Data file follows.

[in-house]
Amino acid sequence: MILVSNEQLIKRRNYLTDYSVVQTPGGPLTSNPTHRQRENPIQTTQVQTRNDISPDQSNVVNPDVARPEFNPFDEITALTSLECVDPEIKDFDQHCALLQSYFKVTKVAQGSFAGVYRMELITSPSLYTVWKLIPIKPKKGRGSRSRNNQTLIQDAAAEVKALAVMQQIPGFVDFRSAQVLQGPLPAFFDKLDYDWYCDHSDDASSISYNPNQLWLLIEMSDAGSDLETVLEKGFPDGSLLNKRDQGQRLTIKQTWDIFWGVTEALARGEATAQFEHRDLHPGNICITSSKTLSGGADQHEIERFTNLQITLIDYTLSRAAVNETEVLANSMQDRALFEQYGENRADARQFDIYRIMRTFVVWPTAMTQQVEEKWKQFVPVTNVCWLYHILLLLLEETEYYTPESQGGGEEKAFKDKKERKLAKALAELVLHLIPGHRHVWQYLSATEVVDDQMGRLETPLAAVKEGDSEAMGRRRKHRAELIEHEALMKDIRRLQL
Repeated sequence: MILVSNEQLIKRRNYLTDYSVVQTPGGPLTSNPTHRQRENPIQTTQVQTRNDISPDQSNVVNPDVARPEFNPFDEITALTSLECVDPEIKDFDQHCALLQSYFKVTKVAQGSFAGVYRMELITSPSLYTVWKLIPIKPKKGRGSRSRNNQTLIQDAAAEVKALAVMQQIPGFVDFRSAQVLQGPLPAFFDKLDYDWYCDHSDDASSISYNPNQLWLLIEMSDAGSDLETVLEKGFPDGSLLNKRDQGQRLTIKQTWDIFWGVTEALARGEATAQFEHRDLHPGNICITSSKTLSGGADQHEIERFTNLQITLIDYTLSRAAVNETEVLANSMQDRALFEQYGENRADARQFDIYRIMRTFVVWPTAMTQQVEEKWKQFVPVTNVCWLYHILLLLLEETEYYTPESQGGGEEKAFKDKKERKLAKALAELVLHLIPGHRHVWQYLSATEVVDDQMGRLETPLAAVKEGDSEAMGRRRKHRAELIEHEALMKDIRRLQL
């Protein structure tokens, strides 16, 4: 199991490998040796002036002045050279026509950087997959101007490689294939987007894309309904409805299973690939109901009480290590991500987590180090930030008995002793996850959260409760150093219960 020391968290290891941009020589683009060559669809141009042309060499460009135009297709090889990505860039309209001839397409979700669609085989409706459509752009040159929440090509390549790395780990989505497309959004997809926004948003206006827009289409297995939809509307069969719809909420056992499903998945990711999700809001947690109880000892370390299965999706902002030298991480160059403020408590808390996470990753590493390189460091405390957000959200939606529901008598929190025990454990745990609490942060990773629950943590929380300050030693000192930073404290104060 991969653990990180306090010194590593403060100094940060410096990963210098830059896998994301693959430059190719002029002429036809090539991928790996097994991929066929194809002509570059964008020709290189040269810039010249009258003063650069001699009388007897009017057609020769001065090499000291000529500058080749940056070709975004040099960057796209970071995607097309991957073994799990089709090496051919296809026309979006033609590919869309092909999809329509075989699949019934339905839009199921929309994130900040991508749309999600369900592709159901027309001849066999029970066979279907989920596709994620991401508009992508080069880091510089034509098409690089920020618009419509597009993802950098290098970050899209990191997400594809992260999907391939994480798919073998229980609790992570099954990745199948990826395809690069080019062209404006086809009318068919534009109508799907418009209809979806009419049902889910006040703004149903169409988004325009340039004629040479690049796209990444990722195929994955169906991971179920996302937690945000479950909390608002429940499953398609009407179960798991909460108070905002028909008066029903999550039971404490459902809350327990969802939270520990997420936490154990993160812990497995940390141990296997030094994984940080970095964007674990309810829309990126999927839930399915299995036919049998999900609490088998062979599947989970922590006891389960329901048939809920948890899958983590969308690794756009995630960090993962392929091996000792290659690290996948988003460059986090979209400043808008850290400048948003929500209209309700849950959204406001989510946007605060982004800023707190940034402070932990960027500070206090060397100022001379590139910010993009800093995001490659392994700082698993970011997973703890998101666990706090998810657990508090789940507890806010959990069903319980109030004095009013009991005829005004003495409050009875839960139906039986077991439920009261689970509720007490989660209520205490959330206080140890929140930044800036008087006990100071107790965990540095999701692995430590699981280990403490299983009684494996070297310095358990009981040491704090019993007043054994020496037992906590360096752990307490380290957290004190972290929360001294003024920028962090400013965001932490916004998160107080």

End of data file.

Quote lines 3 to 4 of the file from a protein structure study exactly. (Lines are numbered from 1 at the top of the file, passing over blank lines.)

Repeated sequence: MILVSNEQLIKRRNYLTDYSVVQTPGGPLTSNPTHRQRENPIQTTQVQTRNDISPDQSNVVNPDVARPEFNPFDEITALTSLECVDPEIKDFDQHCALLQSYFKVTKVAQGSFAGVYRMELITSPSLYTVWKLIPIKPKKGRGSRSRNNQTLIQDAAAEVKALAVMQQIPGFVDFRSAQVLQGPLPAFFDKLDYDWYCDHSDDASSISYNPNQLWLLIEMSDAGSDLETVLEKGFPDGSLLNKRDQGQRLTIKQTWDIFWGVTEALARGEATAQFEHRDLHPGNICITSSKTLSGGADQHEIERFTNLQITLIDYTLSRAAVNETEVLANSMQDRALFEQYGENRADARQFDIYRIMRTFVVWPTAMTQQVEEKWKQFVPVTNVCWLYHILLLLLEETEYYTPESQGGGEEKAFKDKKERKLAKALAELVLHLIPGHRHVWQYLSATEVVDDQMGRLETPLAAVKEGDSEAMGRRRKHRAELIEHEALMKDIRRLQL
């Protein structure tokens, strides 16, 4: 199991490998040796002036002045050279026509950087997959101007490689294939987007894309309904409805299973690939109901009480290590991500987590180090930030008995002793996850959260409760150093219960 020391968290290891941009020589683009060559669809141009042309060499460009135009297709090889990505860039309209001839397409979700669609085989409706459509752009040159929440090509390549790395780990989505497309959004997809926004948003206006827009289409297995939809509307069969719809909420056992499903998945990711999700809001947690109880000892370390299965999706902002030298991480160059403020408590808390996470990753590493390189460091405390957000959200939606529901008598929190025990454990745990609490942060990773629950943590929380300050030693000192930073404290104060 991969653990990180306090010194590593403060100094940060410096990963210098830059896998994301693959430059190719002029002429036809090539991928790996097994991929066929194809002509570059964008020709290189040269810039010249009258003063650069001699009388007897009017057609020769001065090499000291000529500058080749940056070709975004040099960057796209970071995607097309991957073994799990089709090496051919296809026309979006033609590919869309092909999809329509075989699949019934339905839009199921929309994130900040991508749309999600369900592709159901027309001849066999029970066979279907989920596709994620991401508009992508080069880091510089034509098409690089920020618009419509597009993802950098290098970050899209990191997400594809992260999907391939994480798919073998229980609790992570099954990745199948990826395809690069080019062209404006086809009318068919534009109508799907418009209809979806009419049902889910006040703004149903169409988004325009340039004629040479690049796209990444990722195929994955169906991971179920996302937690945000479950909390608002429940499953398609009407179960798991909460108070905002028909008066029903999550039971404490459902809350327990969802939270520990997420936490154990993160812990497995940390141990296997030094994984940080970095964007674990309810829309990126999927839930399915299995036919049998999900609490088998062979599947989970922590006891389960329901048939809920948890899958983590969308690794756009995630960090993962392929091996000792290659690290996948988003460059986090979209400043808008850290400048948003929500209209309700849950959204406001989510946007605060982004800023707190940034402070932990960027500070206090060397100022001379590139910010993009800093995001490659392994700082698993970011997973703890998101666990706090998810657990508090789940507890806010959990069903319980109030004095009013009991005829005004003495409050009875839960139906039986077991439920009261689970509720007490989660209520205490959330206080140890929140930044800036008087006990100071107790965990540095999701692995430590699981280990403490299983009684494996070297310095358990009981040491704090019993007043054994020496037992906590360096752990307490380290957290004190972290929360001294003024920028962090400013965001932490916004998160107080």